Kneading as a classical massage technique causes strong congestion in the area where the massage is performed. It is performed in order to push through and remove the fluid accumulated in tissues. It is also a lymphatic drainage technique. This technique is considered to be very effective against ankle injuries.
Squeezing as a classical massage technique — the form of execution is similar to stroking, but the masseur works here much more intensively. It is used when the body of the massaged person is already warmed up and prepared for a stronger stimulus. It increases the flow of metabolic products. It improves oxidation and nutrition of muscles. By increasing the pressure in the vessels their walls expand, which is a kind of gymnastics for the vascular system.
Shaking as a technique of classical massage — done mainly to relax muscle tension. Gently used can be performed at any stage of the massage, for example, when the person being massaged after one of the more intensive techniques is slightly tense, and his body does not quite want to “trust” the person performing the treatment and does not want to fully relax. More intensive shaking can be performed at the end of the treatment in order to slightly tense the muscles for their proper functioning for the rest of the day.
Vibration as a technique of classical massage — reduces the tension of muscle fibers. Performed with greater force, it reduces the excitability of peripheral nerves and the central nervous system, which has an analgesic effect.
Patting as a classical massage technique — in people with low tolerance for strong stimuli it is performed gently or not at all. It causes very strong congestion in the massaged area, which strongly nourishes it. Due to the strength of the technique, it is mainly applied to large muscle groups such as the back or the thigh. There are also many modifications of the techniques based on the basic ones mentioned above. They consist in changing the position of hands or body parts used while performing them.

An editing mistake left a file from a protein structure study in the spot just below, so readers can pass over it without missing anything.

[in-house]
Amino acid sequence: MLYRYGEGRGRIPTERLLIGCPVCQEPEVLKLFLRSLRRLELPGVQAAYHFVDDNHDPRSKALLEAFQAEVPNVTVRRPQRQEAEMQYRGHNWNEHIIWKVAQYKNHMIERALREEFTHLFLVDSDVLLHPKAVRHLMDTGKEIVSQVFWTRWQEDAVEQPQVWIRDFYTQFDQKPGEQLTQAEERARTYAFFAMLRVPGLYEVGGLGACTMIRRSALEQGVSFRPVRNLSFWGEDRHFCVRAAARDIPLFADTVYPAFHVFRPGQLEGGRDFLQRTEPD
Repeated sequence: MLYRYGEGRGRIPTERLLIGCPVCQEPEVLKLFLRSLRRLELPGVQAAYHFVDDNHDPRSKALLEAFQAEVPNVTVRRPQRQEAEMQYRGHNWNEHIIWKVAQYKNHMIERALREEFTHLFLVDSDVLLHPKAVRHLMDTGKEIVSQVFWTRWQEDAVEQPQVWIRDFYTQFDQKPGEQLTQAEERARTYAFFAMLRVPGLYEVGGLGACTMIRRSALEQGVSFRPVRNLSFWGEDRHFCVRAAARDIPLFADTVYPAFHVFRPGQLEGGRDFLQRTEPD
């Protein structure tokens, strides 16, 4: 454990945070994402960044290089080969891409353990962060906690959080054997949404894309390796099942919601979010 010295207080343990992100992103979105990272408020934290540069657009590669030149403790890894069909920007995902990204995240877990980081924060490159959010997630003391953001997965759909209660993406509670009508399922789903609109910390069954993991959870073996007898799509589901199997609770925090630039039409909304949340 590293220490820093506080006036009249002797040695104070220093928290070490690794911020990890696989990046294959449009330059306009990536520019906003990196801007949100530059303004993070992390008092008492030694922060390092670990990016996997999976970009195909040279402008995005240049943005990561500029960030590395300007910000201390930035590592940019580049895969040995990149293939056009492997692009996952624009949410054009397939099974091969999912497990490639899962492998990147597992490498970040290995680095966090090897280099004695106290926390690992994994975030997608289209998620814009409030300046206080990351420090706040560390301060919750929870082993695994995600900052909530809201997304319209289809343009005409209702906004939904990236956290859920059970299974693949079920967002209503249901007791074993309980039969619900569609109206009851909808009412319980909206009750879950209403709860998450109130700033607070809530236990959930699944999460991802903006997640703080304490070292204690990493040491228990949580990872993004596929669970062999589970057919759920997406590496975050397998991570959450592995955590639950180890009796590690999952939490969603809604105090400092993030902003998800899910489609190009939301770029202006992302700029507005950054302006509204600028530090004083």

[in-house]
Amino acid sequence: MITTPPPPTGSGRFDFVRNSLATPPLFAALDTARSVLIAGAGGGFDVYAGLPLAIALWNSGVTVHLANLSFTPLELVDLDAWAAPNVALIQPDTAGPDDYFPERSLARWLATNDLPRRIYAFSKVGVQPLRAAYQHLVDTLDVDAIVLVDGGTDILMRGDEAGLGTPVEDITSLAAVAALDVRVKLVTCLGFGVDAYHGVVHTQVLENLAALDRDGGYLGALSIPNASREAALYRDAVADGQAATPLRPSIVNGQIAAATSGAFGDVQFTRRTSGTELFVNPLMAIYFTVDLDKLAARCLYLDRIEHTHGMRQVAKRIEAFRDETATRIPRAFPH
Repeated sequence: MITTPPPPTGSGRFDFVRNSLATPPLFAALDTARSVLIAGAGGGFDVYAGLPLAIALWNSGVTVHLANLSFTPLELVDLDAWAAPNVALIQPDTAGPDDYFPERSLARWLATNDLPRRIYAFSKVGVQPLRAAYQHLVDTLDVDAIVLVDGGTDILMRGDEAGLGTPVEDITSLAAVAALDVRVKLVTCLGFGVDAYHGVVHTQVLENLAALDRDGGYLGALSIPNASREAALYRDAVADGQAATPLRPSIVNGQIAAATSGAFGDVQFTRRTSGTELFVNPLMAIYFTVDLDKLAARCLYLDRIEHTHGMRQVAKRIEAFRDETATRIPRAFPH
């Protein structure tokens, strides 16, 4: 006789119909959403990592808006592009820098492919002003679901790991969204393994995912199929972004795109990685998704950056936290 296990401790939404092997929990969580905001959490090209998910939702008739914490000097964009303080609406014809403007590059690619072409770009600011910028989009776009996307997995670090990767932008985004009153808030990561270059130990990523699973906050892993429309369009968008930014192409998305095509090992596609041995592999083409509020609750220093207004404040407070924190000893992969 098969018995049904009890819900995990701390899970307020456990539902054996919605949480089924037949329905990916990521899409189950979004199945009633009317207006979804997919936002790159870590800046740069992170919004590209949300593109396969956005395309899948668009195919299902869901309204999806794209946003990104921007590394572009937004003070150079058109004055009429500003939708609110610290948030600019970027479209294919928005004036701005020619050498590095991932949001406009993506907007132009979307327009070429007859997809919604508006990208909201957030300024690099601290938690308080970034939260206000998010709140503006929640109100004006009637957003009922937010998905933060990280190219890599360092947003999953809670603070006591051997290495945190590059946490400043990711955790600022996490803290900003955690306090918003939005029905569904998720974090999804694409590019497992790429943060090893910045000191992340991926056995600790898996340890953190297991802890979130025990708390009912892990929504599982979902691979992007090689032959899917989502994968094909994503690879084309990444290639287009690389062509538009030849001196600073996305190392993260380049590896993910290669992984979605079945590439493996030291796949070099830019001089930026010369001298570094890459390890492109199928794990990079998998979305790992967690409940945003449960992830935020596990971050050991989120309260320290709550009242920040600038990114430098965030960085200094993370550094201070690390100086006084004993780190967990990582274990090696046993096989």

Classical massage — who is it recommended for?
Classical massage is an ideal form of relaxation for busy people living in stress. It has a relaxing effect and improves your mood. If you do any physical activity or you just feel that your body is tired and sore, classical massage is for you. It will relieve tension and provide nutrients to your muscles, which will directly affect their regeneration. It will improve circulation and have a positive effect on the nervous system.
Classical massage and contraindications
When going for a classical massage, we must remember that there are many contraindications with which you need to be familiar. Here they are:
- pregnancy period,
- benign and malignant tumours,
- menstruation time,
- infectious diseases,
- febrile conditions,
- enlarged lymph nodes,
- inflammation of the bile ducts,
- early after a bone fracture,
- up to 3 days after a bloody stroke in joints and muscles,
- skin diseases (skin breaks, early scars, blisters, eczema),
- acute inflammation of tendons and joints,
- liver and kidney stones,
- high blood pressure conditions,
- peptic ulcer disease with bleeding,
- large varicose veins, phlebitis, aneurysms and fresh clots in peripheral vessels,
- uncompensated heart defects,
- in stages III and IV of Buerger’s disease.
If none of the above contraindications describe you, then you can go for the treatment and enjoy the plethora of benefits that classical massage provides.